Unfortunately for Brandon Underwood, the NFL has just handed down a two game suspension for his recent transgressions with the law, the second of his short career. It essentially is the nail on the coffin of his career as he’s not talented or experienced enough to warrant keeping him on a roster for 2 weeks on suspension. This does however provide one more reasonable explanation as to why the Packers have been sitting on Nick Collins’ roster spot: they were waiting for the NFL to make a decision on Brandon Underwood.
It’s been known for some time that the NFL was looking into punishing players with transgression during the lockout in accordance with player conduct policies. But obviously since players weren’t technically employed by the NFL at the time, it’s rather murky whether or not the NFL has any right to punish its players during this time frame (running back Cendric Benson has filed grievances on this issue already). To sort of circumvent the issue, the NFL has come to an agreement with the NFLPA which has essentially bowed down to pressure from the league to allow its members to be punished. However this has all taken a long time (essentially they still haven’t worked this out even as the CBA was signed months ago) and it was only now that the Packers and Underwood heard the news.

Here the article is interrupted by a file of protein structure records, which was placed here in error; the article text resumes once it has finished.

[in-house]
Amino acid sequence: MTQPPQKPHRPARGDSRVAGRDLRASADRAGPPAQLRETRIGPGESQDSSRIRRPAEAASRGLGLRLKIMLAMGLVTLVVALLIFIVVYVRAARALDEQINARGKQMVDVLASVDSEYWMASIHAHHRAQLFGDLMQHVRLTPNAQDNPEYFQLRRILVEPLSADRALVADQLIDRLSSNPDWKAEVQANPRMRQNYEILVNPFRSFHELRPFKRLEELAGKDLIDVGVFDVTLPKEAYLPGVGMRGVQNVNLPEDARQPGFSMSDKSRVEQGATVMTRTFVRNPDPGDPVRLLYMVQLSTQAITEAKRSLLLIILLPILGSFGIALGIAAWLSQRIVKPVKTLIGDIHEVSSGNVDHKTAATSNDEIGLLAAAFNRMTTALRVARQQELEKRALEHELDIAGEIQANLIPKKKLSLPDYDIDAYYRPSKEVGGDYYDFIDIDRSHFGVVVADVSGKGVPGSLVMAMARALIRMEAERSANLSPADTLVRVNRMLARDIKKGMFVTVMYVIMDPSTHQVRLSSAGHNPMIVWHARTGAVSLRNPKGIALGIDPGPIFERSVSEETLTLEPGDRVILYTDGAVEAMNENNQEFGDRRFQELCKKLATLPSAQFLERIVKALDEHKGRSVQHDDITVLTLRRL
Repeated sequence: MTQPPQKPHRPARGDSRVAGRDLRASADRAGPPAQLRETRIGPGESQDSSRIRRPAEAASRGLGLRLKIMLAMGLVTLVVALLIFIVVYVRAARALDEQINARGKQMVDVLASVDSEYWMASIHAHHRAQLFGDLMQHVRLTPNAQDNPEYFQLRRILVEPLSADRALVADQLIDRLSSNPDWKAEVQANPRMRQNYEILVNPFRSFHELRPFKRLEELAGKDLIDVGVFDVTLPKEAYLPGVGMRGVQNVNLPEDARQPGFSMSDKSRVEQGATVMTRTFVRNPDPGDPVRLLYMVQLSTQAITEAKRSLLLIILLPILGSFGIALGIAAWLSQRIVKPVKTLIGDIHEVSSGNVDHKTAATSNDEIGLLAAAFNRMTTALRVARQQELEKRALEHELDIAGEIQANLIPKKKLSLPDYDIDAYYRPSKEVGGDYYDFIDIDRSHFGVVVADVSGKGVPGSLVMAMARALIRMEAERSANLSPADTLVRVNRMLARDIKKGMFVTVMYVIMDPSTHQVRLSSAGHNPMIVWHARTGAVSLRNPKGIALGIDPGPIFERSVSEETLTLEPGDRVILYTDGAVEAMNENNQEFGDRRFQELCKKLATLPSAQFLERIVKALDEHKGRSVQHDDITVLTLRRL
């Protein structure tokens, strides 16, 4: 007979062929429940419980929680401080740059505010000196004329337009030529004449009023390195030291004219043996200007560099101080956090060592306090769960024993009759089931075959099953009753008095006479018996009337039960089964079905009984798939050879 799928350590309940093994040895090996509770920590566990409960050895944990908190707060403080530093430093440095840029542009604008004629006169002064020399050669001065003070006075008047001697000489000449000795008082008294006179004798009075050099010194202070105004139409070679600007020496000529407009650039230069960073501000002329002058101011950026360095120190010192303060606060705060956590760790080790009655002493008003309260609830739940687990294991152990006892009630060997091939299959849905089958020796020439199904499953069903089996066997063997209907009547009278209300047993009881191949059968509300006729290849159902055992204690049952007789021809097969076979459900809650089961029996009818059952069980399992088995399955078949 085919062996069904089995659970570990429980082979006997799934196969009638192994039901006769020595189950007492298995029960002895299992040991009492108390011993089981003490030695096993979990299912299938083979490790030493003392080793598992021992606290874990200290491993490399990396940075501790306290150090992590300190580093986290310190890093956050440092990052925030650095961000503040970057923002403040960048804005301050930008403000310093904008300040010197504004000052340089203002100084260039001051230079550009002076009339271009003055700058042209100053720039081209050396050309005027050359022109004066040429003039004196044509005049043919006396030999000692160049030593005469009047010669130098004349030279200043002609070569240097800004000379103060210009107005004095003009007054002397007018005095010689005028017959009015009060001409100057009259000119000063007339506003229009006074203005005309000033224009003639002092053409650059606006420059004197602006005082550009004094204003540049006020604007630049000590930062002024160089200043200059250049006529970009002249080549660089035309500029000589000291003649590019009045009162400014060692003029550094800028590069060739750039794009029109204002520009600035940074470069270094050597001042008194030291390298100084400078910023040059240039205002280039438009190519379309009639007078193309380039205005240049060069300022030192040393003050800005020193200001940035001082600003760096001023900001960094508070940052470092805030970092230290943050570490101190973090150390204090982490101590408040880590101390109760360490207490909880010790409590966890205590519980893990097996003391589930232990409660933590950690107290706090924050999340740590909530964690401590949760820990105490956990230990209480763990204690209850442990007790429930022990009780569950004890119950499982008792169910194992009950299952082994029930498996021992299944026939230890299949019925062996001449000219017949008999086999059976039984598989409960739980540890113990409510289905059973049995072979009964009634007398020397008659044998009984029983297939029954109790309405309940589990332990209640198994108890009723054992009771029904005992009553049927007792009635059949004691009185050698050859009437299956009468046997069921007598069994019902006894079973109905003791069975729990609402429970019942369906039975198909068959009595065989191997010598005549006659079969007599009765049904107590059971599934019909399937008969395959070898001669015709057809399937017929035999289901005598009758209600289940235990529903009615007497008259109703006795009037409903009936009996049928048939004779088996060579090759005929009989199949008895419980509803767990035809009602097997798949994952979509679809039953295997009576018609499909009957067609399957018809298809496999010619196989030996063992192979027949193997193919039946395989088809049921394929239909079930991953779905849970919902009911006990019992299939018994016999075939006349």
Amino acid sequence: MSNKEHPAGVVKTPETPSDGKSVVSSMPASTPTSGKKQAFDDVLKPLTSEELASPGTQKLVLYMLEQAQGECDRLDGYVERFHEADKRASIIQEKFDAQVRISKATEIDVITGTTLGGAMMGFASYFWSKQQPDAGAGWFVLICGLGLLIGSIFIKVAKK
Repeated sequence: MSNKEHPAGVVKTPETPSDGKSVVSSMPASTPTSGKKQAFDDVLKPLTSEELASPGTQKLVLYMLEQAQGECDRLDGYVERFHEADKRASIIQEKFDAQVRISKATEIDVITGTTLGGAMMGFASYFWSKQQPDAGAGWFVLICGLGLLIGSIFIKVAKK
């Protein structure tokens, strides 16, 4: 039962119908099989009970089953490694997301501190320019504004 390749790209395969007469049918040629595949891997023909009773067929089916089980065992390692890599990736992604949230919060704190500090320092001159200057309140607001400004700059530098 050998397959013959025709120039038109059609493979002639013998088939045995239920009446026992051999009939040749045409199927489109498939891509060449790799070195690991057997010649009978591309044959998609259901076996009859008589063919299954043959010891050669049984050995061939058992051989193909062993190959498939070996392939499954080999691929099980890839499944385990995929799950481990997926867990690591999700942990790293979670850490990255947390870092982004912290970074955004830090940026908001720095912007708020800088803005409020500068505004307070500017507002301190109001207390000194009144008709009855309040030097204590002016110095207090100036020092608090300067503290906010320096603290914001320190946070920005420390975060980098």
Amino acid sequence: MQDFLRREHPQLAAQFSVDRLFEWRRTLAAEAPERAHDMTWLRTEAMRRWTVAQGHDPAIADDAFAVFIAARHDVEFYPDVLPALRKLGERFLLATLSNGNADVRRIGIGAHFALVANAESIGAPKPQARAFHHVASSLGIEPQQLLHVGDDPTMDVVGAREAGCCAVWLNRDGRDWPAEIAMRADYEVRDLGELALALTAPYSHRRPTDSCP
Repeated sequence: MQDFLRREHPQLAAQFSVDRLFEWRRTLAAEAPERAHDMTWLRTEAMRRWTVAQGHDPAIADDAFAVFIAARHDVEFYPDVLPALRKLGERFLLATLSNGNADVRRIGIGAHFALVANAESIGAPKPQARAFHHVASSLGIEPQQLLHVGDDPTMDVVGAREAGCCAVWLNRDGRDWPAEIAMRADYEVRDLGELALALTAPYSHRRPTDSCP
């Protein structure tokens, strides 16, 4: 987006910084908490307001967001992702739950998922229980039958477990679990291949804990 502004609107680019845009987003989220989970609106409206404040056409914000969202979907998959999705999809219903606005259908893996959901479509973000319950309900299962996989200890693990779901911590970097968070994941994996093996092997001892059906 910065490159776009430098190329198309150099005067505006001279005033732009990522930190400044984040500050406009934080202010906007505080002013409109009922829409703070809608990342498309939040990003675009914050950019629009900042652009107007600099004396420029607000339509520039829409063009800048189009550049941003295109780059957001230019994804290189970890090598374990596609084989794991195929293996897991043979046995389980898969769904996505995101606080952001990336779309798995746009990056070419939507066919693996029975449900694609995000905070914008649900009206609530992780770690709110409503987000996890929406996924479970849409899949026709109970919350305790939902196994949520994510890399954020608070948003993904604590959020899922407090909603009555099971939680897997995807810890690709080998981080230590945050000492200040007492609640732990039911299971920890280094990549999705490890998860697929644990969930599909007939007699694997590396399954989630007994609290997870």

My assumption is that Brandon Underwood will file grievances since he’s not going to make it back into the NFL with a two game suspension, and if the Packers really wanted to, they could always file an amicus brief or vouch for Underwood in someway that could expedite the process. However, I can’t really see that happening, for one even if Underwood does win his case, its unlikely to be done in time for this season anyways and also it creates the public relations nightmare of a organization backing a person who was convicted of soliciting a pair of prostitutes and then by throwing his wife out of a car.
So with Underwood now officially out of the picture and Collins recovering from surgery, I can’t imagine that the Packers will wait long to take Collins’ spot. The Packers played a dangerous game already last week by only having such little depth at safety (Can you imagine Charlie Peprah and M.D. Jennings as your starting safeties and Jarrett Bush as the primary backup?) and they can’t afford to continue gambling.——————
Thomas Hobbes is a staff writer for Jersey Al’s AllGreenBayPackers.com.